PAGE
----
By Donna MilesMay 1, 2007
WASHINGTON (Army News Service, May 1, 2007) - A major clearing operation that wrapped up last week in Baghdad succeeded in preventing 3,200 roadside bombs, jailing 42 terrorists, and seizing enough weapons and explosives to outfit an enemy infantry battalion, the commander of the 2nd Infantry Division's 3rd Stryker Brigade Combat Team reported yesterday.
Col. Steven Townsend described sweeping success in Operation Arrowhead Strike 9, which kicked off March 20 to clear west-central Baghdad's Mansour security district.
The unit's ninth brigade-level operation since arriving in Baghdad in December "significantly reduced insurgent activity" in the region in support of the Task Force Dagger ground forces operating there, Townsend told Pentagon reporters via videoconference from Camp Liberty.
The "Arrowhead Brigade" Soldiers worked hand in hand throughout the 36-day campaign with the 2nd Brigade, 1st Infantry Division, which controls the battle space, and Iraqi forces.
Col. Townsend tallied the operation's gains: three confirmed terrorists killed in close combat, 161 suspects detained for questioning, 42 of whom were placed in long-term detention. Two kidnap victims were rescued, after being found chained in empty houses. "Both had been tortured and would surely have been executed eventually," Col. Townsend said.
The most impressive yield of the operation came in terms of 92 weapons caches found during the operation, he said. The troops captured and destroyed 356 small arms, mortars and/or rocket-propelled grenades, 147 explosive munitions, three car bombs, two suicide vests, and 143 completed or partial roadside bombs.
Some of these munitions were from Iran, China and former Warsaw Pact countries, but it wasn't possible to tell how long they had been in Iraq, he said.
In addition, troops captured a roadside bomb electronics factory that held components for up to 3,200 additional bombs, and destroyed three homemade explosives factories found in abandoned homes, Col. Townsend said.
But the real significance of Operation Arrowhead Strike 9, he added, extends far beyond the actual weapons, bomb-making materials and suspects captured. "All of this success enabled the Daggar Brigade and the Iraqi Karkh Area Command to make progress in a more meaningful way," he said.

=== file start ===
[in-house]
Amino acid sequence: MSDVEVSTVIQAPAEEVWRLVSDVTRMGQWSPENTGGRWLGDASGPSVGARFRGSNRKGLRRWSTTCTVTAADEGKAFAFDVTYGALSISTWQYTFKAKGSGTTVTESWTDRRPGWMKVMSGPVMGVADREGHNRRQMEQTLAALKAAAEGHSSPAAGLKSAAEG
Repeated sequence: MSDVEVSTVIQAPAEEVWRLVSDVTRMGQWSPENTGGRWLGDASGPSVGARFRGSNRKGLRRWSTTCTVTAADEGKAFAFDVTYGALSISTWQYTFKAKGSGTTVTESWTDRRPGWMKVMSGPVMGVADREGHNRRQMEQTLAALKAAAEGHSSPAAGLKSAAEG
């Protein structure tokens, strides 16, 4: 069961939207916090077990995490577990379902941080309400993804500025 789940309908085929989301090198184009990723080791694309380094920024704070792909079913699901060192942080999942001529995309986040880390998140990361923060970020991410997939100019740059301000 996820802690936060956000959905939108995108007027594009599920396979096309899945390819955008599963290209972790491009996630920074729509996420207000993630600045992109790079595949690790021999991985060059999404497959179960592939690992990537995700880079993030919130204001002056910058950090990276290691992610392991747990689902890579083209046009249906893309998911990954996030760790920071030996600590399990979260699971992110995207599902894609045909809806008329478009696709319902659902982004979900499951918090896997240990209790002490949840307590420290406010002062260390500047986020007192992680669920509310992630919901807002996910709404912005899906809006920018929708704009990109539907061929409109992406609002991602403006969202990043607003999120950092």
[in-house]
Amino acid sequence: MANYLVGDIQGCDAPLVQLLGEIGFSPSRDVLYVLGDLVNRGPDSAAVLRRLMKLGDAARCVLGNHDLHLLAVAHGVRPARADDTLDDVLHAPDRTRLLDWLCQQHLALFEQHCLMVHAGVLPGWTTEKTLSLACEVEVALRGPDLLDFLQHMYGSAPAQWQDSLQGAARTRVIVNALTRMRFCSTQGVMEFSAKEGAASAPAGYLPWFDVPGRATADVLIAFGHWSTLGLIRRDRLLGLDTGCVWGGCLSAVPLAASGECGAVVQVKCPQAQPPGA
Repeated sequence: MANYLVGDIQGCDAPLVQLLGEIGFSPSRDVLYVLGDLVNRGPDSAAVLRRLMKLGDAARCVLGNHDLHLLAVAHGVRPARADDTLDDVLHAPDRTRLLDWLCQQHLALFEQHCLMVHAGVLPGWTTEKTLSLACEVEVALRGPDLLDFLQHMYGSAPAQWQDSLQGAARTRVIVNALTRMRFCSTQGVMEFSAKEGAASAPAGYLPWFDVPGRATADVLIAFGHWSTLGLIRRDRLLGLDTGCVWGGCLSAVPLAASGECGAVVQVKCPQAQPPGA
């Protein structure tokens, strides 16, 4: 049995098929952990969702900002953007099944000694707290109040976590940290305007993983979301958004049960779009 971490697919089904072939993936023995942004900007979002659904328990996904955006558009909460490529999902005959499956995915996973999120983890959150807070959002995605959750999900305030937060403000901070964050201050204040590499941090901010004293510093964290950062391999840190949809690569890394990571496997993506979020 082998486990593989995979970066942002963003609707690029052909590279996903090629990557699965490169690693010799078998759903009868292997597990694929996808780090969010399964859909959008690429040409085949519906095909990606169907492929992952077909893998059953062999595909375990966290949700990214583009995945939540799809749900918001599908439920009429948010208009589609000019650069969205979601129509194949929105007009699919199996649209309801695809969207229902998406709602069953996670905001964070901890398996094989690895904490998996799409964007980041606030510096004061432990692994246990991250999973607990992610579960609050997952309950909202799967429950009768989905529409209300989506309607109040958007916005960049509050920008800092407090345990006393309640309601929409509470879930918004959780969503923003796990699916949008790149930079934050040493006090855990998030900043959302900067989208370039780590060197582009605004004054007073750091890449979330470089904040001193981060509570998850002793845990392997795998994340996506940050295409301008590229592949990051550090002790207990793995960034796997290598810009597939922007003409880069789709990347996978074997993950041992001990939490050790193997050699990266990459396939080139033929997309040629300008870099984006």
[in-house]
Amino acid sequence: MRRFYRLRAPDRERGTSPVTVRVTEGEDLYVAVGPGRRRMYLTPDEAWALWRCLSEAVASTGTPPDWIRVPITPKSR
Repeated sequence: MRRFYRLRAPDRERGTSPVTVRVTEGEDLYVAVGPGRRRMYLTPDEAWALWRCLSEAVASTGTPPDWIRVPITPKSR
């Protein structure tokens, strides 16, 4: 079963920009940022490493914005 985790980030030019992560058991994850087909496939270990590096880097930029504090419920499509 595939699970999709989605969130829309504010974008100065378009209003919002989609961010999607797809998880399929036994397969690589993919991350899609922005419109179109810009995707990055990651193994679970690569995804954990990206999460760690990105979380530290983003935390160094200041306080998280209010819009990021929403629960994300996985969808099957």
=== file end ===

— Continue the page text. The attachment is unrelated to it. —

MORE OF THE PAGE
Col. Townsend cited signs of that progress. Killings and mortar attacks in the district have "dropped off significantly" and Iraqis are moving on with their day-to-day lives. They're cleaning trash and sewage from the streets, reopening markets and moving about on the streets in greater numbers.
They're also taking a stand against violence, he reported, providing more leads through phone and e-mail tip lines.
"This success did not come without a cost," he noted. Two Arrowhead brigade Soldiers and an Iraqi Army soldier died during the operation, and a Stryker vehicle was lost to a roadside bomb.
Since moving into Baghdad to replace the outgoing 172nd Stryker Brigade, the Arrowhead Brigade has assumed a two-fold security mission, Col. Townsend explained. It serves as Multinational Division Baghdad's strike force, a mobile, offensively oriented force that disrupts insurgent activity and clears areas of the capital where insurgents are operating. At the same time, it serves as Multinational Corps Iraq's operational reserve, ready to respond to threats anywhere in Iraq.
Its most important job, he said, is to reinforce troops operating on the ground.
"In my view, it is the battle space owners who do all the heavy lifting here in Baghdad," Col. Townsend said. "They are living among the people, patrolling the toughest places in Baghdad day in and day out, and working on supporting Iraqis' efforts in all four of our main lines of operation: security, transition, economics and governance."
The "Arrowhead Brigade," home-based at Fort Lewis, Wash., holds a long list of "firsts" in the Army, Townsend noted. It was the Army's first Stryker brigade, its first Stryker brigade to deploy for combat and its first Styker brigade to return for a second deployment to Iraq.
Nearly half the unit's 4,000 soldiers are veterans of its first deployment, he said.
(Donna Miles writes for American Forces Press Service.)